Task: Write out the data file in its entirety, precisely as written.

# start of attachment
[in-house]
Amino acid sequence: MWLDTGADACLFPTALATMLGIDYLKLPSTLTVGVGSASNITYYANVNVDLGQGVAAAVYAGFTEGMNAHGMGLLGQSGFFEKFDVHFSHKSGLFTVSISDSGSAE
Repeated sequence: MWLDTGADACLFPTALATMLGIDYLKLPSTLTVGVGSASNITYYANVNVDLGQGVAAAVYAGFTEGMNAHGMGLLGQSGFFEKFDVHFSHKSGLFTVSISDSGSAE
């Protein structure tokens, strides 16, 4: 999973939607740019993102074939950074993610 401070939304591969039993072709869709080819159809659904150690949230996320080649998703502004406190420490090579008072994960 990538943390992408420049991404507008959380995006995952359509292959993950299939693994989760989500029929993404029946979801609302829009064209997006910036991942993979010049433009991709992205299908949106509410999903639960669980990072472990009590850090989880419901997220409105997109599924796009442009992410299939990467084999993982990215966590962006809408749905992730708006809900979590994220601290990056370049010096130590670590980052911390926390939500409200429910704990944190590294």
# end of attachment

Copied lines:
[in-house]
Amino acid sequence: MWLDTGADACLFPTALATMLGIDYLKLPSTLTVGVGSASNITYYANVNVDLGQGVAAAVYAGFTEGMNAHGMGLLGQSGFFEKFDVHFSHKSGLFTVSISDSGSAE
Repeated sequence: MWLDTGADACLFPTALATMLGIDYLKLPSTLTVGVGSASNITYYANVNVDLGQGVAAAVYAGFTEGMNAHGMGLLGQSGFFEKFDVHFSHKSGLFTVSISDSGSAE
């Protein structure tokens, strides 16, 4: 999973939607740019993102074939950074993610 401070939304591969039993072709869709080819159809659904150690949230996320080649998703502004406190420490090579008072994960 990538943390992408420049991404507008959380995006995952359509292959993950299939693994989760989500029929993404029946979801609302829009064209997006910036991942993979010049433009991709992205299908949106509410999903639960669980990072472990009590850090989880419901997220409105997109599924796009442009992410299939990467084999993982990215966590962006809408749905992730708006809900979590994220601290990056370049010096130590670590980052911390926390939500409200429910704990944190590294």